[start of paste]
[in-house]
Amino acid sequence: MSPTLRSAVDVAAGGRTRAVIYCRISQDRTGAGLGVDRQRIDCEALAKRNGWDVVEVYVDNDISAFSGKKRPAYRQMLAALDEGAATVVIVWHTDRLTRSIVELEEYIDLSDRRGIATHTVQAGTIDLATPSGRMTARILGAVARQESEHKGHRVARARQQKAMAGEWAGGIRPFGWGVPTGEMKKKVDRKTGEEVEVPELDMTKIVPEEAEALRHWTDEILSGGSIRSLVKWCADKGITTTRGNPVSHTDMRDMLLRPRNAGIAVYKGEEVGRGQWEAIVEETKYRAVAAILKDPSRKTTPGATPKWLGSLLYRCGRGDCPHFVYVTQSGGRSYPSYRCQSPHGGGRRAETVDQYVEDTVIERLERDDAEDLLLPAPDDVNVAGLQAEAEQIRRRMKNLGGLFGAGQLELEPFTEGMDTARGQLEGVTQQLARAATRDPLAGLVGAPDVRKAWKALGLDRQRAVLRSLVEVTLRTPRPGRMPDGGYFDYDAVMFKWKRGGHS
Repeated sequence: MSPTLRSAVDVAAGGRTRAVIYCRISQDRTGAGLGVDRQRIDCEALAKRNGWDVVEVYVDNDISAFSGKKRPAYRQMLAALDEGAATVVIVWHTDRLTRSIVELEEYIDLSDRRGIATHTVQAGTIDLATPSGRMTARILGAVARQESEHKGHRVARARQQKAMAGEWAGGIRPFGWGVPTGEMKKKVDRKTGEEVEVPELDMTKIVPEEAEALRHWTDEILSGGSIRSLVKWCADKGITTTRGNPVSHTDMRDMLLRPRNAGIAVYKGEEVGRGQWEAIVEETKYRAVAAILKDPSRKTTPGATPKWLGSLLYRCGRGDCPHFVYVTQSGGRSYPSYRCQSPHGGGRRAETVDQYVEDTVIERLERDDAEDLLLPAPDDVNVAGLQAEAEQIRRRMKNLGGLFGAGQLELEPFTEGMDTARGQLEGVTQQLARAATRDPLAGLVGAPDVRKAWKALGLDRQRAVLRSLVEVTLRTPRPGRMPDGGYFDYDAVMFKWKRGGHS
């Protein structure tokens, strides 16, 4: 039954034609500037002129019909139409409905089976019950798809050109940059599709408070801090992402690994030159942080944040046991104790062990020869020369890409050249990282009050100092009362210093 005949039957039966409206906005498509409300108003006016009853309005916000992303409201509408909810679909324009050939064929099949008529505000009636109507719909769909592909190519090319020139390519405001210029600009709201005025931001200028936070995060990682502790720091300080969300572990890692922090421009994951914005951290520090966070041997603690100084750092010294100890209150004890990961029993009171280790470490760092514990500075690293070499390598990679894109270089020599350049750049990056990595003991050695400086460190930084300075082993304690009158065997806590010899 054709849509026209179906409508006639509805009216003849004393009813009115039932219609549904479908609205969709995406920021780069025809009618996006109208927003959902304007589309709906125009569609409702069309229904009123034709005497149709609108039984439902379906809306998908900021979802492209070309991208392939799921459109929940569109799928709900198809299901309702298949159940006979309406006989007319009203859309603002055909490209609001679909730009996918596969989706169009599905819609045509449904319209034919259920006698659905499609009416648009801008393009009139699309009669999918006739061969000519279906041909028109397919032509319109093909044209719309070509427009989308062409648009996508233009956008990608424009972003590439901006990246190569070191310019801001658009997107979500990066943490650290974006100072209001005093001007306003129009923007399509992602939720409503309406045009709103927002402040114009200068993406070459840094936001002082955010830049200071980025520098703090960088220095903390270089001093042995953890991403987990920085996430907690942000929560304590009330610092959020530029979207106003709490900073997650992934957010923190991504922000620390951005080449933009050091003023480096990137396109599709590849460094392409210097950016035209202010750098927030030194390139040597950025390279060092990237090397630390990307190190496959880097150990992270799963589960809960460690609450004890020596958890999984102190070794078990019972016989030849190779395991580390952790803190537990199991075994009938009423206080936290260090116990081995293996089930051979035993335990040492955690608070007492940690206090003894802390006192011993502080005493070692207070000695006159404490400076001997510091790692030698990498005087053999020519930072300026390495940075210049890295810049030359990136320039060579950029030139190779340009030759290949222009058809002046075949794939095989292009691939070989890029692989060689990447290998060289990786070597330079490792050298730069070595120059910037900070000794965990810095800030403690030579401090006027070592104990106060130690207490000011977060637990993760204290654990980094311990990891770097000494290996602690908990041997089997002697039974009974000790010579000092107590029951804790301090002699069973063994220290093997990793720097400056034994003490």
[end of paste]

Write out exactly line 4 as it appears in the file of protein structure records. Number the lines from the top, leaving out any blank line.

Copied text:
């Protein structure tokens, strides 16, 4: 039954034609500037002129019909139409409905089976019950798809050109940059599709408070801090992402690994030159942080944040046991104790062990020869020369890409050249990282009050100092009362210093 005949039957039966409206906005498509409300108003006016009853309005916000992303409201509408909810679909324009050939064929099949008529505000009636109507719909769909592909190519090319020139390519405001210029600009709201005025931001200028936070995060990682502790720091300080969300572990890692922090421009994951914005951290520090966070041997603690100084750092010294100890209150004890990961029993009171280790470490760092514990500075690293070499390598990679894109270089020599350049750049990056990595003991050695400086460190930084300075082993304690009158065997806590010899 054709849509026209179906409508006639509805009216003849004393009813009115039932219609549904479908609205969709995406920021780069025809009618996006109208927003959902304007589309709906125009569609409702069309229904009123034709005497149709609108039984439902379906809306998908900021979802492209070309991208392939799921459109929940569109799928709900198809299901309702298949159940006979309406006989007319009203859309603002055909490209609001679909730009996918596969989706169009599905819609045509449904319209034919259920006698659905499609009416648009801008393009009139699309009669999918006739061969000519279906041909028109397919032509319109093909044209719309070509427009989308062409648009996508233009956008990608424009972003590439901006990246190569070191310019801001658009997107979500990066943490650290974006100072209001005093001007306003129009923007399509992602939720409503309406045009709103927002402040114009200068993406070459840094936001002082955010830049200071980025520098703090960088220095903390270089001093042995953890991403987990920085996430907690942000929560304590009330610092959020530029979207106003709490900073997650992934957010923190991504922000620390951005080449933009050091003023480096990137396109599709590849460094392409210097950016035209202010750098927030030194390139040597950025390279060092990237090397630390990307190190496959880097150990992270799963589960809960460690609450004890020596958890999984102190070794078990019972016989030849190779395991580390952790803190537990199991075994009938009423206080936290260090116990081995293996089930051979035993335990040492955690608070007492940690206090003894802390006192011993502080005493070692207070000695006159404490400076001997510091790692030698990498005087053999020519930072300026390495940075210049890295810049030359990136320039060579950029030139190779340009030759290949222009058809002046075949794939095989292009691939070989890029692989060689990447290998060289990786070597330079490792050298730069070595120059910037900070000794965990810095800030403690030579401090006027070592104990106060130690207490000011977060637990993760204290654990980094311990990891770097000494290996602690908990041997089997002697039974009974000790010579000092107590029951804790301090002699069973063994220290093997990793720097400056034994003490």